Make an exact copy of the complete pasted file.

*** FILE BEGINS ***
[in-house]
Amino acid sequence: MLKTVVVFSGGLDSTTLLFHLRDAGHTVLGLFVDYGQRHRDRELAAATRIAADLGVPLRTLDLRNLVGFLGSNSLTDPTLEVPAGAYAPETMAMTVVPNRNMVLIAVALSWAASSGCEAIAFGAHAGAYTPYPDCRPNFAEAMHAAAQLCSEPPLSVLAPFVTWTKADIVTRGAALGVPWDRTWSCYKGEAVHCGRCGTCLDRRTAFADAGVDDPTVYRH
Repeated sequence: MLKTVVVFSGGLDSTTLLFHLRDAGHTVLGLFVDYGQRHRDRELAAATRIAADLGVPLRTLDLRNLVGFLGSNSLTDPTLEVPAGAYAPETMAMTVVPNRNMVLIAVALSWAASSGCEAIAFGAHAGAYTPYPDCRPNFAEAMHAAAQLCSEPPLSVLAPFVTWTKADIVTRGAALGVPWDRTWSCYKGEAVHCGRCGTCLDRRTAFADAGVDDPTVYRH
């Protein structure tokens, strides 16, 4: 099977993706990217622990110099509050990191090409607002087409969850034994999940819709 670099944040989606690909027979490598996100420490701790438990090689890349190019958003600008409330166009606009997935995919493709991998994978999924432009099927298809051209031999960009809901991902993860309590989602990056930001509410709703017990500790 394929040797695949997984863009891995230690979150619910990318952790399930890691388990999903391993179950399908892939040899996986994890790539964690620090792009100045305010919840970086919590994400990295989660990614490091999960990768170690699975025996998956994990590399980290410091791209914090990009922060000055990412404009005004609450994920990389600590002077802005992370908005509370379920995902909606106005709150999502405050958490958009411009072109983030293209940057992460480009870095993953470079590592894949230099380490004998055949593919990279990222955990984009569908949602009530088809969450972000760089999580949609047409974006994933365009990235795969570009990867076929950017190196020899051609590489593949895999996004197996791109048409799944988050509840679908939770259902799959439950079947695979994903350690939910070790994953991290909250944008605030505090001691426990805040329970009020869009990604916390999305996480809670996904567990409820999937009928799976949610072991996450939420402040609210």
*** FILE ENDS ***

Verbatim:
[in-house]
Amino acid sequence: MLKTVVVFSGGLDSTTLLFHLRDAGHTVLGLFVDYGQRHRDRELAAATRIAADLGVPLRTLDLRNLVGFLGSNSLTDPTLEVPAGAYAPETMAMTVVPNRNMVLIAVALSWAASSGCEAIAFGAHAGAYTPYPDCRPNFAEAMHAAAQLCSEPPLSVLAPFVTWTKADIVTRGAALGVPWDRTWSCYKGEAVHCGRCGTCLDRRTAFADAGVDDPTVYRH
Repeated sequence: MLKTVVVFSGGLDSTTLLFHLRDAGHTVLGLFVDYGQRHRDRELAAATRIAADLGVPLRTLDLRNLVGFLGSNSLTDPTLEVPAGAYAPETMAMTVVPNRNMVLIAVALSWAASSGCEAIAFGAHAGAYTPYPDCRPNFAEAMHAAAQLCSEPPLSVLAPFVTWTKADIVTRGAALGVPWDRTWSCYKGEAVHCGRCGTCLDRRTAFADAGVDDPTVYRH
């Protein structure tokens, strides 16, 4: 099977993706990217622990110099509050990191090409607002087409969850034994999940819709 670099944040989606690909027979490598996100420490701790438990090689890349190019958003600008409330166009606009997935995919493709991998994978999924432009099927298809051209031999960009809901991902993860309590989602990056930001509410709703017990500790 394929040797695949997984863009891995230690979150619910990318952790399930890691388990999903391993179950399908892939040899996986994890790539964690620090792009100045305010919840970086919590994400990295989660990614490091999960990768170690699975025996998956994990590399980290410091791209914090990009922060000055990412404009005004609450994920990389600590002077802005992370908005509370379920995902909606106005709150999502405050958490958009411009072109983030293209940057992460480009870095993953470079590592894949230099380490004998055949593919990279990222955990984009569908949602009530088809969450972000760089999580949609047409974006994933365009990235795969570009990867076929950017190196020899051609590489593949895999996004197996791109048409799944988050509840679908939770259902799959439950079947695979994903350690939910070790994953991290909250944008605030505090001691426990805040329970009020869009990604916390999305996480809670996904567990409820999937009928799976949610072991996450939420402040609210």